Daniel Geller, MD, director of the MGH Pediatric Obsessive Compulsive Disorder (OCD) and Tic Disorder Program, was honored as the first incumbent of the Michele and David Mittelman Family Endowed Chair in Child and Adolescent Psychiatry in the Field of OCD and Related Disorders.
Daniel Geller honored with endowed chair in psychiatry
HONORING A PIONEER: From left, Slavin, Geller, Michele and David Mittelman, and Rosenbaum
Daniel Geller, MD, director of the MGH Pediatric Obsessive Compulsive Disorder (OCD) and Tic Disorder Program, was honored June 27 as the first incumbent of the Michele and David Mittelman Family Endowed Chair in Child and Adolescent Psychiatry in the Field of OCD and Related Disorders.
The chair was funded by the Mittelman family along with contributions from several other families. Michele Mittelman spoke at the event, along with Peter L. Slavin, MD, MGH president, Jerrold Rosenbaum, MD, chief of Psychiatry, and Geller’s mentor, James Harris, MD.
“Dr. Geller certainly is an appropriate selection for this chair, as he is known internationally for his innovative research in the field of obsessive compulsive disorder and other related conditions in young people,” Slavin said. “Calling him a pioneer is an understatement, as his career is marked by many ‘firsts’ and unusual accomplishments.”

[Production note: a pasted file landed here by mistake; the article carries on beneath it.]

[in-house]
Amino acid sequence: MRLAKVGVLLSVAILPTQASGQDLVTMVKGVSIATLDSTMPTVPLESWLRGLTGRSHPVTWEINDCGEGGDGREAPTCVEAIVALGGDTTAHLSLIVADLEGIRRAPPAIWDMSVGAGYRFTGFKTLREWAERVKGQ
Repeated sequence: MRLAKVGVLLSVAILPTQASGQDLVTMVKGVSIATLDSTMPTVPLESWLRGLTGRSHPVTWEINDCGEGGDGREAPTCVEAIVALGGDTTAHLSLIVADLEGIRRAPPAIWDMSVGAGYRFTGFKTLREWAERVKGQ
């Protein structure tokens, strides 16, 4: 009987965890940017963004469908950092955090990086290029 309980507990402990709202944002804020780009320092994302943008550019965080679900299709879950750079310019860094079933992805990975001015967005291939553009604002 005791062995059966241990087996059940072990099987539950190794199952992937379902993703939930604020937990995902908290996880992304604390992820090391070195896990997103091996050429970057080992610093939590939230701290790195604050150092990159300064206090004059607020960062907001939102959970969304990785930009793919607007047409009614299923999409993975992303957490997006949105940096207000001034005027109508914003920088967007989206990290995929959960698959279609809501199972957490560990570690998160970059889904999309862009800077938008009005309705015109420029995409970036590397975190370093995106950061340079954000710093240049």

Geller founded the Pediatric Obsessive-Compulsive Disorder Program at the MGH in 1992 and over the years has collected and characterized the largest sample of children and adolescents with OCD ever assembled. In addition, he was an early pioneer in characterizing the clinical characteristics of childhood-onset OCD and of co-occurring Tourette’s syndrome and attention-deficit hyperactivity disorder. Geller was the first researcher to distinguish different genetic and familial patterns in childhood-onset,
versus later-onset, OCD and related disorders.
He currently leads a first-of-its-kind pediatric study to test whether a medication tested for schizophrenia, trauma, anxiety and OCD in adults can speed up the therapeutic effects of behavioral therapy for children with the disorder. Geller is also initiating a study of the sudden, unexpected onset of OCD or tic symptoms in children immediately following a streptococcal infection – which may revolutionize the understanding and treatment of those illnesses.
“I am deeply honored to be the recipient of this chair,” says Geller. “And to have the trust of the families who made this possible.”
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